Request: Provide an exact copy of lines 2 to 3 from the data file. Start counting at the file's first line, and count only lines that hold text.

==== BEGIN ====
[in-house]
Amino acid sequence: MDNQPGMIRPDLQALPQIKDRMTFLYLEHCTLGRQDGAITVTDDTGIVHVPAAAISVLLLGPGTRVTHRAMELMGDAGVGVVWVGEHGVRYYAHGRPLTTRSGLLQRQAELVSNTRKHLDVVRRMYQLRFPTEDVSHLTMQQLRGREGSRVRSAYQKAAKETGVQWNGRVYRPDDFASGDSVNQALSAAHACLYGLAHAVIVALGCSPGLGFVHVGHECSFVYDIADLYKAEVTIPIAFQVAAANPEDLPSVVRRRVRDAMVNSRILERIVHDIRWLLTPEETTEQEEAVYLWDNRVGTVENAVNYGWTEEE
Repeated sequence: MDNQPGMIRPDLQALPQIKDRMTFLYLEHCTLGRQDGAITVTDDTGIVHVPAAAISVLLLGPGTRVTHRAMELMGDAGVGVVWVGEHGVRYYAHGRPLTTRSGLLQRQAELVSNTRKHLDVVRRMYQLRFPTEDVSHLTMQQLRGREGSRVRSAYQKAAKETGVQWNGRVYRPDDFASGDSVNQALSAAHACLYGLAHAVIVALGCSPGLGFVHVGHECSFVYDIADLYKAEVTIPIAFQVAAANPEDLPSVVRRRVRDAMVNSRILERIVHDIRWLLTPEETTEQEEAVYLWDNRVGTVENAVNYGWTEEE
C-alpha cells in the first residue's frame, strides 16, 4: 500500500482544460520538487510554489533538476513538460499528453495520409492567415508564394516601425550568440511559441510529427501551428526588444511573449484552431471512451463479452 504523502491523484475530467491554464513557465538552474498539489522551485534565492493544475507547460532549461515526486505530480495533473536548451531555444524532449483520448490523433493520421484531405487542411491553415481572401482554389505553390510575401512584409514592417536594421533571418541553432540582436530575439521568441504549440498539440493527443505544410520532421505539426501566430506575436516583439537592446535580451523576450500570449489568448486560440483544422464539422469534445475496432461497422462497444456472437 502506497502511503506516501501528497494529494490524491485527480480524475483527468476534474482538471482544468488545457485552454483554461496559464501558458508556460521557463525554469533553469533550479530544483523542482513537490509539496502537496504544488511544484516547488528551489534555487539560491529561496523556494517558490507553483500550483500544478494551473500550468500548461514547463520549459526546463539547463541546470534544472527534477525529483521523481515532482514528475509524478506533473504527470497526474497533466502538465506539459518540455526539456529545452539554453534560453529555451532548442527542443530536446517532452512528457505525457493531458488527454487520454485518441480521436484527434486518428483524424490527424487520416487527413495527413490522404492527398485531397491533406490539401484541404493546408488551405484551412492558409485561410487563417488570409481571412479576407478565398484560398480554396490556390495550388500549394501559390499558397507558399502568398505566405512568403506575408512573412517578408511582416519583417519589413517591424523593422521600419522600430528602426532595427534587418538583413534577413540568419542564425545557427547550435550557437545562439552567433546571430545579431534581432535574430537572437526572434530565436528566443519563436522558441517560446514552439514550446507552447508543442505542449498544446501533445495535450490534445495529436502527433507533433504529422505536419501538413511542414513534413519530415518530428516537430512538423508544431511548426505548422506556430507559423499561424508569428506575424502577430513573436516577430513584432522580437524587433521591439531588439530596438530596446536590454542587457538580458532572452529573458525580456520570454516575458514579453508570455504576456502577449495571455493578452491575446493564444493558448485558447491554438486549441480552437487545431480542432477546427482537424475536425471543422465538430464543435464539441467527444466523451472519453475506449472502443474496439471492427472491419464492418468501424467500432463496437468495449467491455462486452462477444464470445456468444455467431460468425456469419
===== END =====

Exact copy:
Amino acid sequence: MDNQPGMIRPDLQALPQIKDRMTFLYLEHCTLGRQDGAITVTDDTGIVHVPAAAISVLLLGPGTRVTHRAMELMGDAGVGVVWVGEHGVRYYAHGRPLTTRSGLLQRQAELVSNTRKHLDVVRRMYQLRFPTEDVSHLTMQQLRGREGSRVRSAYQKAAKETGVQWNGRVYRPDDFASGDSVNQALSAAHACLYGLAHAVIVALGCSPGLGFVHVGHECSFVYDIADLYKAEVTIPIAFQVAAANPEDLPSVVRRRVRDAMVNSRILERIVHDIRWLLTPEETTEQEEAVYLWDNRVGTVENAVNYGWTEEE
Repeated sequence: MDNQPGMIRPDLQALPQIKDRMTFLYLEHCTLGRQDGAITVTDDTGIVHVPAAAISVLLLGPGTRVTHRAMELMGDAGVGVVWVGEHGVRYYAHGRPLTTRSGLLQRQAELVSNTRKHLDVVRRMYQLRFPTEDVSHLTMQQLRGREGSRVRSAYQKAAKETGVQWNGRVYRPDDFASGDSVNQALSAAHACLYGLAHAVIVALGCSPGLGFVHVGHECSFVYDIADLYKAEVTIPIAFQVAAANPEDLPSVVRRRVRDAMVNSRILERIVHDIRWLLTPEETTEQEEAVYLWDNRVGTVENAVNYGWTEEE